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“I don’t care, I’m still saying Merry Christmas”: Here are reasons why you shouldn’t

By Aymen Sherwani, December 21 2022

Why exactly does the “Happy Holidays” vs. “Merry Christmas” debate still exist? The common phrase “I don’t care, I’m still going to say Merry Christmas” is now more of a reflection of ignorance towards the existence of other concurrent celebrations. If it isn’t ignorance, then it’s the outright admission that Christmas is just more important than everything else. Like babies who struggle with issues of object permanence, people who refuse to say anything other than “Merry Christmas” struggle to acknowledge the existence of people who celebrate holidays other than Christmas because their circles are overtly homogeneous. 

It’s a very obvious tell when such people get upset at young baristas or retail workers attempting to be inclusive by saying “Happy Holidays” — arguing that the phrase takes away the nostalgia from the season. Instead, it communicates that their anger is rooted in no longer being the centre of attention. They fail to understand how a more inclusive phrase makes everyone feel the festive cheer. To really cement the idea that Christmas should no longer be the centre of attention, here are several other holidays that people observe this season. 

Diwali — November 12:

Around 1.2 million Canadians celebrate Diwali every year — the festival of lights that finds its origins in India and commemorates the victory of forces of light and good over evil and darkness. Diwali is observed by families through the lighting of diyas and, similar to New Year’s Eve, it is observed by many through fireworks. However, unlike New Year’s Eve, Environment Canada issued an air quality statement this year, warning of high levels of air pollution as Diwali approached — something that has never been done in anticipation for when the ball drops. 

Hanukkah — December 18 to 22:

In Canada, there are over 391,665 observants of Judaism who celebrate Hanukkah in remembrance of the Maccabean Revolt. The holiday being an important cornerstone of Jewish history and identity — as it tells the story of religious persecution and the struggle for freedom — is overshadowed by the glitz and glamour of mass consumerism that follows Christmas.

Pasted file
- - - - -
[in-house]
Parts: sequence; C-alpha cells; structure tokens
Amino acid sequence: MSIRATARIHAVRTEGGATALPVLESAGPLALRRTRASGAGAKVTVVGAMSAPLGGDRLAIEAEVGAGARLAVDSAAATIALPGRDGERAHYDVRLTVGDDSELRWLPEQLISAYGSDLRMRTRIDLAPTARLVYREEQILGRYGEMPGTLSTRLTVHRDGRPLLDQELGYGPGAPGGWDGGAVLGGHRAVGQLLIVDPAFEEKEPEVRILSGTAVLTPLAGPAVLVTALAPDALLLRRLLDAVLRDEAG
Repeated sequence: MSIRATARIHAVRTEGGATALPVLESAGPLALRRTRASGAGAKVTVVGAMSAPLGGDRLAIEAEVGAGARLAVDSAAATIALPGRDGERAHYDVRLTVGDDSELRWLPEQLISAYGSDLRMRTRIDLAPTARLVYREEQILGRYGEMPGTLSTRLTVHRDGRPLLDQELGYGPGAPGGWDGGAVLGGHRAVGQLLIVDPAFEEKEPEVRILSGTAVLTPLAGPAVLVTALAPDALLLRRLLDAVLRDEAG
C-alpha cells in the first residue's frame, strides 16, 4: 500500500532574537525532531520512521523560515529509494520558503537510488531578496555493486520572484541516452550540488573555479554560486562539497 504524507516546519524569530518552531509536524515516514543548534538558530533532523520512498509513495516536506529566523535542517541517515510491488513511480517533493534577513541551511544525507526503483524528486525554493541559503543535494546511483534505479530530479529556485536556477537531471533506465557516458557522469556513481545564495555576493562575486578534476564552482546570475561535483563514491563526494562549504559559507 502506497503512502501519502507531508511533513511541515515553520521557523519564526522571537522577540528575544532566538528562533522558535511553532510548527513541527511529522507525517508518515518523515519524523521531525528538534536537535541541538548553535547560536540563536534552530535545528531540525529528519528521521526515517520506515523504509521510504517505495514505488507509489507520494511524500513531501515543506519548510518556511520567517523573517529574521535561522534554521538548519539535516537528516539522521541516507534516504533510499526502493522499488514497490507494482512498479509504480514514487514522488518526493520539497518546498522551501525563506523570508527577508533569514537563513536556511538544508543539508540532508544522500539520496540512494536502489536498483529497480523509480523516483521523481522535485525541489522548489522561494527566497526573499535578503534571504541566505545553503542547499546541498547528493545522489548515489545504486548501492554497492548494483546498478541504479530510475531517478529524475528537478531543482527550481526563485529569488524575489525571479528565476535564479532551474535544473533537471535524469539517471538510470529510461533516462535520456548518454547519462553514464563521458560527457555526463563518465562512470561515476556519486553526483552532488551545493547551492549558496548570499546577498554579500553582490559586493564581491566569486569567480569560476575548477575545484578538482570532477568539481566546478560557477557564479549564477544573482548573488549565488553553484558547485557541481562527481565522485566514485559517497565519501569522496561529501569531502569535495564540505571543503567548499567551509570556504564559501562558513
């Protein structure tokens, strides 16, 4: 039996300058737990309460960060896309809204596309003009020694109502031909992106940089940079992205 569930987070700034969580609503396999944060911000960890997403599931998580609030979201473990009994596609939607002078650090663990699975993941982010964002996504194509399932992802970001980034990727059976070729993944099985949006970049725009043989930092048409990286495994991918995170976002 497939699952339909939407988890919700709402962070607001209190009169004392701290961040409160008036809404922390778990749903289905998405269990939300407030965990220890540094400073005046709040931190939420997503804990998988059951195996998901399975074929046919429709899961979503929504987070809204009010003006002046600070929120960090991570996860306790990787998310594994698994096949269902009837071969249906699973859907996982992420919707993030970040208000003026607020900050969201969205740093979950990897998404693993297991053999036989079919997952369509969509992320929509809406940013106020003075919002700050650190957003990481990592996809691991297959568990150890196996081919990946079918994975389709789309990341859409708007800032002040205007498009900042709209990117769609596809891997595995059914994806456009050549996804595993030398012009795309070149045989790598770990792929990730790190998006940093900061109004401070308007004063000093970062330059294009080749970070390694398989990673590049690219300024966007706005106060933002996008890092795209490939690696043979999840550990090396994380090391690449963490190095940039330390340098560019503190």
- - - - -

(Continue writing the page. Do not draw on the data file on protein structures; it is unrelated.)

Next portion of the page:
Shab-e-Yalda and the Winter Solstice at large — December 20-22: 

There are over 213,160 Canadians who mark Shab-e-Yalda, the Persian rendition of the winter solstice. This phenomenon is observed across a multitude of cultures, which includes families getting together to recite poems alongside eating nuts and pomegranates — which symbolizing life and sunrise coming after the longest night of the year. Indigenous peoples celebrate the Winter Solstice as well — as a conscious effort towards decolonization. European settlers brought Christmas to Canada, what Indigenous peoples know to be as “Turtle Island,” and enforced their own customs over traditional ones that have been observed for millennia. 

To be clear, there is absolutely nothing wrong with saying “Merry Christmas” — what’s wrong is assuming that the greeting applies to everyone. It’s time to decolonize the festive season and make the holiday cheer something everyone can feel.

This article is a part of our Voices section and does not necessarily reflect the views of the Gauntlet editorial board.

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